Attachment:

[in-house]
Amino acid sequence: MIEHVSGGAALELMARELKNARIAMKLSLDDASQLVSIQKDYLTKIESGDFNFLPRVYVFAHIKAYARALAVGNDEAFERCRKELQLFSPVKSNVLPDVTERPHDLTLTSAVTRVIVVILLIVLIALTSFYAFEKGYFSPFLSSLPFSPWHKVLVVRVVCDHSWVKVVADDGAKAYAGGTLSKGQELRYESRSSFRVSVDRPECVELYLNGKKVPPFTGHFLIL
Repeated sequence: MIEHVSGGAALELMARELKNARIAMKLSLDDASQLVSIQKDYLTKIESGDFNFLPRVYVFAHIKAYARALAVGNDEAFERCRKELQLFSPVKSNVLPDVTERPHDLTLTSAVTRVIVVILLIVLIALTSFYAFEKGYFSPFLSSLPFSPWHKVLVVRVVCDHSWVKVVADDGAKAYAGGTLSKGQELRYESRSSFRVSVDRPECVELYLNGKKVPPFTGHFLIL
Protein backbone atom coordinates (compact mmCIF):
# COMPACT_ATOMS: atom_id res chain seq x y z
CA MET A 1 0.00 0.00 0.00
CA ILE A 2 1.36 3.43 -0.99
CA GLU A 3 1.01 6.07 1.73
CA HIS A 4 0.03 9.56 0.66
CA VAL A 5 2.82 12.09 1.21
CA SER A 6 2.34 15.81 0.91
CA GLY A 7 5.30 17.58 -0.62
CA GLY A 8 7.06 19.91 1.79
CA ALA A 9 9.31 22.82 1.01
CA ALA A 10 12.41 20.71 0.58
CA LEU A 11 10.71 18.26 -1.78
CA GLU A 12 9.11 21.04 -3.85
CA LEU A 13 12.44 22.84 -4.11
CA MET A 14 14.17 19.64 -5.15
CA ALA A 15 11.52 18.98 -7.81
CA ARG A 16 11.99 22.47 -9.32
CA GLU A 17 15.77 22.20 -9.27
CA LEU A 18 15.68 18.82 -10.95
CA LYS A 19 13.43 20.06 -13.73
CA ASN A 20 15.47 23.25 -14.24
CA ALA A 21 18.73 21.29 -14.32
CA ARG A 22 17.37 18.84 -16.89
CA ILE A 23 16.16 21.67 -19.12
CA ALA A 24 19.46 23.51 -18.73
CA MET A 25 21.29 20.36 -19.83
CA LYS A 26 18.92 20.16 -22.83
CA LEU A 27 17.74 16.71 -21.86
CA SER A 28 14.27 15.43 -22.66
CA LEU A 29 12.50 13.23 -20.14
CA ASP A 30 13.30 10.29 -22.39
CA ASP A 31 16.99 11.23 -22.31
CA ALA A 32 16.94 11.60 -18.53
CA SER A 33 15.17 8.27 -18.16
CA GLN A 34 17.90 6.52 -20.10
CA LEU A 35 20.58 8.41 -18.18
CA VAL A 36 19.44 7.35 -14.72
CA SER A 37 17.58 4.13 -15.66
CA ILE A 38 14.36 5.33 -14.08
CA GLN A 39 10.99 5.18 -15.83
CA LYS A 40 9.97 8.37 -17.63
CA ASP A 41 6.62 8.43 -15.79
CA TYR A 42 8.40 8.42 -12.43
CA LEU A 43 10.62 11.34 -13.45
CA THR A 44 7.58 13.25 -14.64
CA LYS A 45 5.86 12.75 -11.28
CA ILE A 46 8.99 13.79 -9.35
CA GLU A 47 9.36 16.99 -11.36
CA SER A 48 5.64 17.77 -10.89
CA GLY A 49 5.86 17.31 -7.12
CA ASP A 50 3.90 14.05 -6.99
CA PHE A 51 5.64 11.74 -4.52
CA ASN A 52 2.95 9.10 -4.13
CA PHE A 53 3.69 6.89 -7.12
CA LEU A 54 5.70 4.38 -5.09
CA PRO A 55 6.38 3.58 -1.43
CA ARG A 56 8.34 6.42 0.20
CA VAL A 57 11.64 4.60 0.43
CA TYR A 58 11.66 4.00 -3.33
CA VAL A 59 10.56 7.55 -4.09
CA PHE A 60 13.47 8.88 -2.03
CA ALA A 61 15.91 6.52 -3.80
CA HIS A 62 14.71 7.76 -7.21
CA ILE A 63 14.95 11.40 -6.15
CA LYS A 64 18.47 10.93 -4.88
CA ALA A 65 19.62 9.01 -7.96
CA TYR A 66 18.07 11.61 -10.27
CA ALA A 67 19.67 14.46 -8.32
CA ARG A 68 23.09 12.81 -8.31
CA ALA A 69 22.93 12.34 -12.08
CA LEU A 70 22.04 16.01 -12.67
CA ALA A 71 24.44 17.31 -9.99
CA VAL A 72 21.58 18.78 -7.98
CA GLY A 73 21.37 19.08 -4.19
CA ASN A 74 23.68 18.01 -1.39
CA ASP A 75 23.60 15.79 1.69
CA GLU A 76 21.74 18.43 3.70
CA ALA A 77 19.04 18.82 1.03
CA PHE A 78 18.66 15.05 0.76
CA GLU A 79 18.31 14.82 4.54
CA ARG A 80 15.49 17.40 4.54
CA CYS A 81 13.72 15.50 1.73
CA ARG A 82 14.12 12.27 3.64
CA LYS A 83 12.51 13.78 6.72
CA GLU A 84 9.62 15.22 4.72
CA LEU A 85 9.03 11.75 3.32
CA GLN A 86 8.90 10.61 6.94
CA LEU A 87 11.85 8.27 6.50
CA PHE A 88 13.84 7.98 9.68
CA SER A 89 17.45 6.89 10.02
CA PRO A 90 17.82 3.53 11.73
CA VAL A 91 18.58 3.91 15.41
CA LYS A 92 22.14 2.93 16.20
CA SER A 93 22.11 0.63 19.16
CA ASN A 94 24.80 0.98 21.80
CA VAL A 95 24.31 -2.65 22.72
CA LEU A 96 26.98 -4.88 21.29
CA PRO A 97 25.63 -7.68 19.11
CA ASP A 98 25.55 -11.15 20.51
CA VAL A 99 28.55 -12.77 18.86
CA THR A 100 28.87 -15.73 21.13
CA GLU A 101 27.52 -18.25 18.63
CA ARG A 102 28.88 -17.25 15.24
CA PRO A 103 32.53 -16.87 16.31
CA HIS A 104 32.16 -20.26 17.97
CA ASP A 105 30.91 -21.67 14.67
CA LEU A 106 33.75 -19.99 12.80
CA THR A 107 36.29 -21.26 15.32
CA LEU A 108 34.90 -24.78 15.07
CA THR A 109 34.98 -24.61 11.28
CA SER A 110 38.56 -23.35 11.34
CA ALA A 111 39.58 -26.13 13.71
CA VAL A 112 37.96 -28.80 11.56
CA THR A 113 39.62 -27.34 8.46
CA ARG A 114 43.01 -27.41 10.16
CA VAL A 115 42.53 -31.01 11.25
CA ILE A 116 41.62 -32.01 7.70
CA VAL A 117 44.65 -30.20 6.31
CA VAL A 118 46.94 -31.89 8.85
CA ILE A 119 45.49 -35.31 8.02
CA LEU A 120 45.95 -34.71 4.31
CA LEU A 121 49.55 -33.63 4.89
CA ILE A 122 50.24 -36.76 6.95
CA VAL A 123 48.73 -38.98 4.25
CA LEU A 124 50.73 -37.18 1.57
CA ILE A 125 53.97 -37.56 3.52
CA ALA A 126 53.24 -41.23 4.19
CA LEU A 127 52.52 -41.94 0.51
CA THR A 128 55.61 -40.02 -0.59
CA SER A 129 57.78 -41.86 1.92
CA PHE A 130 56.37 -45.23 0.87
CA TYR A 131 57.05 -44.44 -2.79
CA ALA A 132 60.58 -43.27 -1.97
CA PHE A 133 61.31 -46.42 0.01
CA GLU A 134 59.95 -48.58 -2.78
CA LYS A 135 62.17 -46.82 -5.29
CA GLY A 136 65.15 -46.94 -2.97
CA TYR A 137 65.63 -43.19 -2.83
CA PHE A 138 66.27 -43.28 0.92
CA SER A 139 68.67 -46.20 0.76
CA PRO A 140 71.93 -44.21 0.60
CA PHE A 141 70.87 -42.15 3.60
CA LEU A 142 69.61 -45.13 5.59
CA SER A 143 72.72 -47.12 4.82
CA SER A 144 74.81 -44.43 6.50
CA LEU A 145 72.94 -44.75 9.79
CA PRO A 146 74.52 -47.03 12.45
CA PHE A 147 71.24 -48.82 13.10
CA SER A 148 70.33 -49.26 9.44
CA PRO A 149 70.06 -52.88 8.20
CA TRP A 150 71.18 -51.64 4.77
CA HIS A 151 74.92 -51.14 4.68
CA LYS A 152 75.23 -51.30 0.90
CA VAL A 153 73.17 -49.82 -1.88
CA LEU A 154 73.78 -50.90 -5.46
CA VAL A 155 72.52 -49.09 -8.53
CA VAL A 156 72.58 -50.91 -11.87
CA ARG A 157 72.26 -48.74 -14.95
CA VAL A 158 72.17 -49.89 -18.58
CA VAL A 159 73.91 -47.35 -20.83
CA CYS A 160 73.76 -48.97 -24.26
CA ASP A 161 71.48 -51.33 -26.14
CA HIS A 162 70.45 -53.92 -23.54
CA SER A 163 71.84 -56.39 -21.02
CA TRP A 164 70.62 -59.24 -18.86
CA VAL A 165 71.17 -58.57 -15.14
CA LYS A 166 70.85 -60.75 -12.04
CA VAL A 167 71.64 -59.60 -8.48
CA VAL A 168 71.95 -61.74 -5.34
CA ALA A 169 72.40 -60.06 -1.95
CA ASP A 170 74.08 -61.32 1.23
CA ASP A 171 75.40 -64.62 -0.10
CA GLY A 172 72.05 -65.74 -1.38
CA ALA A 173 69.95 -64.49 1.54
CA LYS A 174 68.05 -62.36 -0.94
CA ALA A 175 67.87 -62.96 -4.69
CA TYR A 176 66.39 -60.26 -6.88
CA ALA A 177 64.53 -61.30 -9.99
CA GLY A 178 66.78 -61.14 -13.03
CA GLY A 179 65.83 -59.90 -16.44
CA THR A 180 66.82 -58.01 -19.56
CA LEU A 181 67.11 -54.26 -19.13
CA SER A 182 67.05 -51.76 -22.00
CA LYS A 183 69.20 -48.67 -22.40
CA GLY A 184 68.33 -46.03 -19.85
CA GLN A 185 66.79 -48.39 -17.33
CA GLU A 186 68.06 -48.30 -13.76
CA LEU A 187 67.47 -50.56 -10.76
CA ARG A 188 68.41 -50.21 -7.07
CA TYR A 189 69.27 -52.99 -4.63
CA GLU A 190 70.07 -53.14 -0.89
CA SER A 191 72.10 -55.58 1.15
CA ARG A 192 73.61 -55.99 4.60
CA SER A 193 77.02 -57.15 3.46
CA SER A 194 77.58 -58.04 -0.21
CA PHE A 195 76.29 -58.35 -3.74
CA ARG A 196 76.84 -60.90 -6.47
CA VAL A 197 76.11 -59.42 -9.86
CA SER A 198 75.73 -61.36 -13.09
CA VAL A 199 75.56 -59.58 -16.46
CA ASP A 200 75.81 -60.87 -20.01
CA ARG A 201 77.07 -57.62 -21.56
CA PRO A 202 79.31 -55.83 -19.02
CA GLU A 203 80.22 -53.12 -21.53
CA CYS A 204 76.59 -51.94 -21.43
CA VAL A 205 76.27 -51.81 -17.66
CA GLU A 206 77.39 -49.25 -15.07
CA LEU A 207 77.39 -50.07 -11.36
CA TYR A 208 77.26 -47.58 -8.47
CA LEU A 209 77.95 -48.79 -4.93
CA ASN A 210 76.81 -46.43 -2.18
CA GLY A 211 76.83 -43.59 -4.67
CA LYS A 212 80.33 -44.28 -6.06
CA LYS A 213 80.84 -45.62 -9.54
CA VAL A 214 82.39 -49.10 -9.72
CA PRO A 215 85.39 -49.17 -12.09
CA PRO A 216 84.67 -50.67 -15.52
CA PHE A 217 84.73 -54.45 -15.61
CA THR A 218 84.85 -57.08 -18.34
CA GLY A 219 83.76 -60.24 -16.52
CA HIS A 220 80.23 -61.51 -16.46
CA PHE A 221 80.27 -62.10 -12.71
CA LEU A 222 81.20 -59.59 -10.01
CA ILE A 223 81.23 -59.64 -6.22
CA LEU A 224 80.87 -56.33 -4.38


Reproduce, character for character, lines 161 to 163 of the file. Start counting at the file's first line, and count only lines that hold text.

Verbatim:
CA VAL A 156 72.58 -50.91 -11.87
CA ARG A 157 72.26 -48.74 -14.95
CA VAL A 158 72.17 -49.89 -18.58